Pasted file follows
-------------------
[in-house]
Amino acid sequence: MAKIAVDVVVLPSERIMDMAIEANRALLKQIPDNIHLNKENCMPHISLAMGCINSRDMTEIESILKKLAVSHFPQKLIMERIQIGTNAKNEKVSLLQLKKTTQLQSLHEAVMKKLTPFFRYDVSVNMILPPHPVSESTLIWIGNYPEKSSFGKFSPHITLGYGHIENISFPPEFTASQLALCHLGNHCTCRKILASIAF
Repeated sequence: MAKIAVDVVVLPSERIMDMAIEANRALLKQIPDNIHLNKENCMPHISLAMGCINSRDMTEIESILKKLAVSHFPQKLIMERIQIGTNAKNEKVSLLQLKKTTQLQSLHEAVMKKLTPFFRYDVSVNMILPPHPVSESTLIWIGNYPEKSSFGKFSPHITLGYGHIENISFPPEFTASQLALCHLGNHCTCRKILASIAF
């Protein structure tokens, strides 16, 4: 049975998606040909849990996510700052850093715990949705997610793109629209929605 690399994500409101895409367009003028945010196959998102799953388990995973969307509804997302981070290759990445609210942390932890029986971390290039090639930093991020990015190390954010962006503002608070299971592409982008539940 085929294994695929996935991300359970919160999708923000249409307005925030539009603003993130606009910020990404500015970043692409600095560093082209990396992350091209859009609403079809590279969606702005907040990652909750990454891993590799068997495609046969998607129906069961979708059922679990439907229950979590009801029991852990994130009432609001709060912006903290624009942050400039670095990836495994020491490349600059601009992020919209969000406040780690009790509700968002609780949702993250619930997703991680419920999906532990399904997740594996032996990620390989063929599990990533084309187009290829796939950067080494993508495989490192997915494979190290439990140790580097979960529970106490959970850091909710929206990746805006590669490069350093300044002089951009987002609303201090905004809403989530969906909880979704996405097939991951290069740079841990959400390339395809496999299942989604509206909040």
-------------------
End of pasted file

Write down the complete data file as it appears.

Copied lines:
[in-house]
Amino acid sequence: MAKIAVDVVVLPSERIMDMAIEANRALLKQIPDNIHLNKENCMPHISLAMGCINSRDMTEIESILKKLAVSHFPQKLIMERIQIGTNAKNEKVSLLQLKKTTQLQSLHEAVMKKLTPFFRYDVSVNMILPPHPVSESTLIWIGNYPEKSSFGKFSPHITLGYGHIENISFPPEFTASQLALCHLGNHCTCRKILASIAF
Repeated sequence: MAKIAVDVVVLPSERIMDMAIEANRALLKQIPDNIHLNKENCMPHISLAMGCINSRDMTEIESILKKLAVSHFPQKLIMERIQIGTNAKNEKVSLLQLKKTTQLQSLHEAVMKKLTPFFRYDVSVNMILPPHPVSESTLIWIGNYPEKSSFGKFSPHITLGYGHIENISFPPEFTASQLALCHLGNHCTCRKILASIAF
């Protein structure tokens, strides 16, 4: 049975998606040909849990996510700052850093715990949705997610793109629209929605 690399994500409101895409367009003028945010196959998102799953388990995973969307509804997302981070290759990445609210942390932890029986971390290039090639930093991020990015190390954010962006503002608070299971592409982008539940 085929294994695929996935991300359970919160999708923000249409307005925030539009603003993130606009910020990404500015970043692409600095560093082209990396992350091209859009609403079809590279969606702005907040990652909750990454891993590799068997495609046969998607129906069961979708059922679990439907229950979590009801029991852990994130009432609001709060912006903290624009942050400039670095990836495994020491490349600059601009992020919209969000406040780690009790509700968002609780949702993250619930997703991680419920999906532990399904997740594996032996990620390989063929599990990533084309187009290829796939950067080494993508495989490192997915494979190290439990140790580097979960529970106490959970850091909710929206990746805006590669490069350093300044002089951009987002609303201090905004809403989530969906909880979704996405097939991951290069740079841990959400390339395809496999299942989604509206909040």